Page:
Overnight interbank loans may no longer be safe from losses when a lender fails, according to new European Union proposals to force costs on to creditors before turning to taxpayers.
Liabilities of less than one month had been shielded from EU plans to standardize how financial failures are handled across the 27-nation bloc. Now nations are weighing changes to EU financial services Commissioner Michel Barnier’s proposed rules for imposing bank-creditor losses, according to the document prepared by Ireland, which holds the EU’s rotating presidency, and obtained by Bloomberg News.
The draft law should treat debts with the same level of seniority equally as much as possible, according to the document, dated Feb. 27. Regulators could be given some scope to exempt certain classes of creditors from writedowns on a case-by-case basis, and short-term liabilities could be added to offset the effect of taking those exceptions out of the pool of assets that can be targeted, the document showed.
EU leaders have set a June deadline for governments and the European Parliament to agree on legislation setting out how authorities should handle bank failures, including through so-called creditor bail-ins. In the absence of such a system, nations have injected 1.7 trillion euros ($2.2 trillion) into their banking systems since the 2008 collapse of Lehman Brothers Holdings Inc., according to European Commission data.
Senior bank bondholders are in the crosshairs as the unsecured creditors who might be most affected.
The Netherlands, where three of the four biggest lenders are receiving state aid, has put forward recommendations to clarify and augment the original EU design. The Dutch approach would create an extra buffer layer of cash, capital and debt that could absorb losses ahead of senior bondholders.
“This extra buffer by no means implies a soft or watered down approach, rather on the contrary,” the Dutch Finance Ministry said today in a statement. “In the Dutch approach, an extra buffer is introduced, but if this buffer is insufficient to cover losses the remainder of the balance sheet should be subject to bail-in.”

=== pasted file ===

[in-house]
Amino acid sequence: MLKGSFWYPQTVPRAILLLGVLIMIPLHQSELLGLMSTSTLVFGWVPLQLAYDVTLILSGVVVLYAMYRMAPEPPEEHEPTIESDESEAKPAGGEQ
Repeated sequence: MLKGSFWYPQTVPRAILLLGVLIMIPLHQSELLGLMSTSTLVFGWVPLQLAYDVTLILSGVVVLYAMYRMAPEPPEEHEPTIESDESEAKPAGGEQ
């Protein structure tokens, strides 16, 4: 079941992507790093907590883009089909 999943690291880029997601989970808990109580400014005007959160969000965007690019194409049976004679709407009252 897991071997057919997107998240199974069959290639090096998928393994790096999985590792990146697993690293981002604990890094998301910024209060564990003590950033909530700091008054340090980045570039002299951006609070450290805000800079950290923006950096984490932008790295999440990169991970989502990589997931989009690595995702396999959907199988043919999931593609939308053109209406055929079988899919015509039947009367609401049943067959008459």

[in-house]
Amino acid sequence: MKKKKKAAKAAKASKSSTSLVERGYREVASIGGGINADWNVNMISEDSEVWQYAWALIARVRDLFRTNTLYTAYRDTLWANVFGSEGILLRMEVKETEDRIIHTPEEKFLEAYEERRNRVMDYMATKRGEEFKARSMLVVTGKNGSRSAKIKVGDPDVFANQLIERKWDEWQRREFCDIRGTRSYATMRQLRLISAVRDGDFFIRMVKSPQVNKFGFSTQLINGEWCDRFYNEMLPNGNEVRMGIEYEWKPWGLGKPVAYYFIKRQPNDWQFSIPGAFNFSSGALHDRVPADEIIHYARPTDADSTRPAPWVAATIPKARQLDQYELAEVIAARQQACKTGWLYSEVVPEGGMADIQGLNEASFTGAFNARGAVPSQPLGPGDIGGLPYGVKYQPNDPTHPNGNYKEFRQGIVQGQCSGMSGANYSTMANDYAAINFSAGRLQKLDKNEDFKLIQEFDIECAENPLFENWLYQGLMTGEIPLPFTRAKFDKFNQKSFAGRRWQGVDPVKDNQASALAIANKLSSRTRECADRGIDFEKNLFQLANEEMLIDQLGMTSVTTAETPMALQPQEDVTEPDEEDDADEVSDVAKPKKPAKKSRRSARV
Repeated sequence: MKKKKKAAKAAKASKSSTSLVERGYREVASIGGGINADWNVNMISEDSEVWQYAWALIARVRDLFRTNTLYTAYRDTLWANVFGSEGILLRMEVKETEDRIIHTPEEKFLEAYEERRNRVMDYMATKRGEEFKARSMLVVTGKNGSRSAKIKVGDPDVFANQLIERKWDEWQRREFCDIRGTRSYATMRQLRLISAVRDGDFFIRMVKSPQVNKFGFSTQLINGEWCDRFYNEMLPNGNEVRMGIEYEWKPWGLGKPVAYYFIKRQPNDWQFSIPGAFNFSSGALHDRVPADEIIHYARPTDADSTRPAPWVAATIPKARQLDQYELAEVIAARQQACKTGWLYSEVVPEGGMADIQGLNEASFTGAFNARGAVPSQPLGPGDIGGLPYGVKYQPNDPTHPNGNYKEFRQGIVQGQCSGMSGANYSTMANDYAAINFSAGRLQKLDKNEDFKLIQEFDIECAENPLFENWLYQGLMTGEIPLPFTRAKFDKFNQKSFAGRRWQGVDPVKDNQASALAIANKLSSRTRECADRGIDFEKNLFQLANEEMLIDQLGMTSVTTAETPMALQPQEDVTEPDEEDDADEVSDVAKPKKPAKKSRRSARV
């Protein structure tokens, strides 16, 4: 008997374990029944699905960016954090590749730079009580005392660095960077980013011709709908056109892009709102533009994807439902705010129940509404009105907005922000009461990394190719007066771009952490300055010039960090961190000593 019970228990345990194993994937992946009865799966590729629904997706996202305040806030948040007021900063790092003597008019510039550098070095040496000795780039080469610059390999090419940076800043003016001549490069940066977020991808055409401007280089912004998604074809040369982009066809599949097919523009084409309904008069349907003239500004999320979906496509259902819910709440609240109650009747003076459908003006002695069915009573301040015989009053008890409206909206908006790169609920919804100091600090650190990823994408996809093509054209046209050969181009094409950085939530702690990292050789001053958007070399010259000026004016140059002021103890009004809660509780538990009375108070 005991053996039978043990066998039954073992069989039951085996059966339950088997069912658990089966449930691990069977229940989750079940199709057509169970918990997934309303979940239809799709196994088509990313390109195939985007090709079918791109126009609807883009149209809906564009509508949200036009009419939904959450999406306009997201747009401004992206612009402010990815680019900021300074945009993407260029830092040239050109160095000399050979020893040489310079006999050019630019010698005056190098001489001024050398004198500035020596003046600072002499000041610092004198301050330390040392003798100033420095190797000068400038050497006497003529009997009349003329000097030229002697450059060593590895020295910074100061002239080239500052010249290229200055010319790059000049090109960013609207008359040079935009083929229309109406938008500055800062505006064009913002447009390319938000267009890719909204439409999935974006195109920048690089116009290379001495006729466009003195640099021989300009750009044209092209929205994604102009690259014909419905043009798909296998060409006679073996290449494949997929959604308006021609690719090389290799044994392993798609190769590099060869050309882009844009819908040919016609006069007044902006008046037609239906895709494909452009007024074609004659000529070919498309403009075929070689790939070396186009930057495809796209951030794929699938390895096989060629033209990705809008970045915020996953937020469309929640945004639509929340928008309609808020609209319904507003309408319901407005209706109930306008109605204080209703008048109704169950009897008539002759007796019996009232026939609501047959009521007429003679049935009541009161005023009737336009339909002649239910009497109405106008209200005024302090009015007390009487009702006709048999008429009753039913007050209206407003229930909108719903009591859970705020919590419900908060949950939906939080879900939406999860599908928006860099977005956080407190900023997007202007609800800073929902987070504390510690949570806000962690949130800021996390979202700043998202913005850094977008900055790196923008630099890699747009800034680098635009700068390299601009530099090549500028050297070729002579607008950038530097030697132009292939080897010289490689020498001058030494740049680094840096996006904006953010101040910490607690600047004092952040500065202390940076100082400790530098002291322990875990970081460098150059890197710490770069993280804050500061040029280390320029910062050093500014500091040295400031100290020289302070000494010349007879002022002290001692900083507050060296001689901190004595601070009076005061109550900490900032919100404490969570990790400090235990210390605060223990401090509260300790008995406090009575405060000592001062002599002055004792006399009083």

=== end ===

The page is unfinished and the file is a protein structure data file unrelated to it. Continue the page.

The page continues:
The Netherlands did not tap senior bondholders when it nationalized SNS Reaal NV on Feb. 1. The Finance Ministry cited the lack of harmonized EU rules, which are needed to create more certainty for investors.
Governments have differing views on how to alter Barnier’s bank resolution plan, according to the Irish presidency document, which doesn’t identify national positions. Exemptions could potentially be granted for assets including uninsured deposits, derivatives counterparties and short-term funding loans between banks.
Nations are weighing a proposal similar to the Dutch plan that would allow regulators to require banks to hold a minimum amount of a new class of convertible debt specifically designed to absorb losses if needed, according to the paper. Some countries want to go further and require such buffer layers for all lenders.
Loss-taking rules will affect the size and scope of government funds to handle resolution costs and reimburse insured depositors, the paper said. Under current proposals, countries would need to have separate, industry-funded resolution and deposit-guarantee funds.
The Irish presidency document says that deposit-guarantee funds could provide short-term funding when banks are shut down as long as the banks are closed and losses recouped. Such funds shouldn’t be used to help a bank recover, according to the document.
A spokeswoman for Ireland’s EU presidency, who couldn’t be named in line with official policy, declined to immediately comment.